Ingredients for a successful digital transformation
Undertaking a digitisation project is similar to cooking from a recipe – unless you have the right ingredients, coupled with a clear vision of what you are making, success will likely prove elusive.
There is no doubt that the current industry buzzword is ‘digital transformation’, but despite the hype around this subject, it is not something that organisations should rush into, cautions Gerhard Swanepoel, digital enterprise architect at Nexio. He suggests that any organisation considering digitisation must first clearly understand the reasons they wish to undertake such a transformation.
“Too many enterprises try to fast track their transformation journeys, without truly understanding what they want to achieve from this. When you do not have clear goals in mind from the outset, it makes it difficult to determine whether your digital transformation journey has actually been successful or not,” he adds.
“Therefore, before you even begin looking at the technology you wish to upgrade or implement, it is vital to have a clear vision and a well-structured strategy in place. A clear and defined vision, for me, is the main key to success. How you achieve this vision should be defined by your project deliverables, which in turn will determine what technologies – cloud, automation, analytics or big data – you will need to implement to achieve your end goal.”
More than this, he adds, it is just as critical to understand that such transformation cannot successfully be driven with just a vision and a technology implementation – you have to remember to take your people with you on the journey.
“This means your business processes must be mature in order for the business to be able to understand where flaws might exist and thus how technology can eliminate these. Perhaps the easiest way to describe the errors most enterprises make when undertaking digitisation is that they spend too much time focusing on the digital part, and far too little on the transformation aspect. And it is this aspect that impacts on your people: after all, the essence of transformation is change, and change is something that many people shy away from, because it is human nature to dislike change.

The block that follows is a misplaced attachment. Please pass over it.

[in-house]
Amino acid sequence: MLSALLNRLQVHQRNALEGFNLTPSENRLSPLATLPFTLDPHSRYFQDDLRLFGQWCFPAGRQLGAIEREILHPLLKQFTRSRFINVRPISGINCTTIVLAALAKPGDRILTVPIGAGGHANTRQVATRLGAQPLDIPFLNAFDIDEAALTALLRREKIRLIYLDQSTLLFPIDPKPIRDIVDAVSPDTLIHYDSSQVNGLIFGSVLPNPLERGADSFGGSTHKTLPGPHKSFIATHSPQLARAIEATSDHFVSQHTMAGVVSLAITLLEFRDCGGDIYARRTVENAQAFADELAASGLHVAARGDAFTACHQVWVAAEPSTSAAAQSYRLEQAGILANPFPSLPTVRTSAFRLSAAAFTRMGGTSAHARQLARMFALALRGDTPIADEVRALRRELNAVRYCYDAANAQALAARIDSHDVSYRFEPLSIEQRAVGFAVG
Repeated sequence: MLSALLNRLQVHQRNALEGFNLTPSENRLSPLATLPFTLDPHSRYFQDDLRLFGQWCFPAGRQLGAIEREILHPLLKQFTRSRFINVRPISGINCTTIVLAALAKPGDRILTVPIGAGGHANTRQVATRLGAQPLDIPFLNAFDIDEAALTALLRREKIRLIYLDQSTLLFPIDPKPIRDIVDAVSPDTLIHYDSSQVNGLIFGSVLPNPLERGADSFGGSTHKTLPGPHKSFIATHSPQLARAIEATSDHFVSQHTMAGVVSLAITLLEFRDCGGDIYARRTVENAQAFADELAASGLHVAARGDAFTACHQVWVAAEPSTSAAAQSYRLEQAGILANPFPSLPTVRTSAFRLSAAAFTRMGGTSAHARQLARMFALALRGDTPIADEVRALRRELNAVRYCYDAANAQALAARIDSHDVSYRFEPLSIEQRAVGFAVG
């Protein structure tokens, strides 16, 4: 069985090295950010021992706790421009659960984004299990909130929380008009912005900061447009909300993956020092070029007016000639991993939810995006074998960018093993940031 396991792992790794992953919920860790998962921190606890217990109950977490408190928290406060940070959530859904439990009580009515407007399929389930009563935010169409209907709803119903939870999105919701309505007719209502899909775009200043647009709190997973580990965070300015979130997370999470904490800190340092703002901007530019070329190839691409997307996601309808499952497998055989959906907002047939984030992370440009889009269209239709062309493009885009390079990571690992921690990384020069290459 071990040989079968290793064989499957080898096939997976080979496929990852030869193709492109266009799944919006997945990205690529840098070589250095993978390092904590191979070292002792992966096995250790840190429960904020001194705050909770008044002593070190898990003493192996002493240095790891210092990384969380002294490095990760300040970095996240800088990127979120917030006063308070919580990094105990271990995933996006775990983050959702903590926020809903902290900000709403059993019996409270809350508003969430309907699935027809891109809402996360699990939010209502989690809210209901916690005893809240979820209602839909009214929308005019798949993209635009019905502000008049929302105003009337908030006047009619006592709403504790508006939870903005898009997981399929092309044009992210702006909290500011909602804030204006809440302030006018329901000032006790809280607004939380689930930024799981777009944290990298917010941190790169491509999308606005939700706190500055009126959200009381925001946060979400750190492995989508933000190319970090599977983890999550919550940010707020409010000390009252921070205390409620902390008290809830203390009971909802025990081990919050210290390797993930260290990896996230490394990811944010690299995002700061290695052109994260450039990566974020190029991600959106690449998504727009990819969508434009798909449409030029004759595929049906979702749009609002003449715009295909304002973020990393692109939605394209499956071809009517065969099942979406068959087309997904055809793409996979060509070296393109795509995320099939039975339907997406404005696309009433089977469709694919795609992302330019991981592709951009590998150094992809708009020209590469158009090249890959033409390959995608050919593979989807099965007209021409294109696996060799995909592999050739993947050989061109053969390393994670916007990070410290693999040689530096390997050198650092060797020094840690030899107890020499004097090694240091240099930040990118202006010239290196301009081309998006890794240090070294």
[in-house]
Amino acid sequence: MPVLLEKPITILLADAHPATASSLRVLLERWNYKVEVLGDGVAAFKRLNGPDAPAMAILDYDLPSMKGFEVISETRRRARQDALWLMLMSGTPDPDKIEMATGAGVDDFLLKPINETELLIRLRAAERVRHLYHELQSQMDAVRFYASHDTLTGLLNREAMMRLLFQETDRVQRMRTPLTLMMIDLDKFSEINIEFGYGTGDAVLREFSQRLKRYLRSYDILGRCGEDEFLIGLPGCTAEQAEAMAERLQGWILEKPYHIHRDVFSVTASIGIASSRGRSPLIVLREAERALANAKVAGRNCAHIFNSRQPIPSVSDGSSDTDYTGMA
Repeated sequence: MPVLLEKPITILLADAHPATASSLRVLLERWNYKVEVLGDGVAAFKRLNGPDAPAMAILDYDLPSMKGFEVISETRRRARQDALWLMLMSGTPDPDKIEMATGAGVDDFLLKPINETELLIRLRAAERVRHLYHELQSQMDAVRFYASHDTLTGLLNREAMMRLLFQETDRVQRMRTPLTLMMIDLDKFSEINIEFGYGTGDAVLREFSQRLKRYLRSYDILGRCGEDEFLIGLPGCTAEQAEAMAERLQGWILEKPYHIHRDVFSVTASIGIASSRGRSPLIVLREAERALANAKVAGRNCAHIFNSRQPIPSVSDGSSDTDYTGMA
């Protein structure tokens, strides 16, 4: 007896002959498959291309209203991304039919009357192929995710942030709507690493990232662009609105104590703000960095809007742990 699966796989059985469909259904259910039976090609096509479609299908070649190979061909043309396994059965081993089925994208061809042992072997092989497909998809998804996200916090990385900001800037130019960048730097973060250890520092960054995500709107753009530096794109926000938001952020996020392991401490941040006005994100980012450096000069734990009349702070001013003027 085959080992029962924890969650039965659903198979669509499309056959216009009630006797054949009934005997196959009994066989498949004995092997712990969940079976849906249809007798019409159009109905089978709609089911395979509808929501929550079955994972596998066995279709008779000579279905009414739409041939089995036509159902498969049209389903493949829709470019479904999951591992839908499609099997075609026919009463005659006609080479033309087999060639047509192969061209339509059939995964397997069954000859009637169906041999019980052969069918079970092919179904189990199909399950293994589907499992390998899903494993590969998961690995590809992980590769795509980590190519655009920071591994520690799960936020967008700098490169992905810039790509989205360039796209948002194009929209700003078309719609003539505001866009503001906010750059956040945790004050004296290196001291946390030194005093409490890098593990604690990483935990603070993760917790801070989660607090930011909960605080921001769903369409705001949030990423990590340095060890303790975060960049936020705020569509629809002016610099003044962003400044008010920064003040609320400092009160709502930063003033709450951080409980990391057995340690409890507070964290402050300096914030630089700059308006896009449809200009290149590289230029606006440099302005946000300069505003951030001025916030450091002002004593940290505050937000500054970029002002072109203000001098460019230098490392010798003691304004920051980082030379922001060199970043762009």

“In addition, digital transformation cannot be left in the hands of the CIO, or even a team of C-suite executives. To be a true success, it will require collaboration throughout the organisation from both a top-down and a bottom-up perspective, as this transformation journey is not something that can happen in isolation.”
Ultimately, you want to ingrain it in the DNA of the business, he says, so that the organisation’s people can understand that it is not a threat, but a strategy of enablement. Bringing all your people along on the journey will help them to understand that the enablement this will deliver will be to the benefit of all in the business, so therefore it must be driven by all.
He adds that bringing your people along on the journey involves more than simply educating them about the benefits and how digitisation will improve the business. This is important, no doubt, but the key lies in changing the mindset within the business. After all, perceptions are always difficult to change, unless you are able to tangibly demonstrate how digitisation will positively impact on their roles within the business.
“One way of shifting perceptions is to tackle the ‘low-hanging fruit’ first, because this will demonstrate immediate benefits and enable your people to experience the benefits of digital transformation. However, it is also worth noting that before you do this, ensure you have a clear understanding of the business and where you plan to apply the transformation initiatives in order to ensure you know exactly what you can optimise, since it is vital to undertake optimisation before you begin changing things.”
“Once your optimisation is complete, you will have a concise image of what the low-hanging fruit in your organisation is, what investments you will need to make for your longer term strategy and how best to begin the journey,” concludes Swanepoel.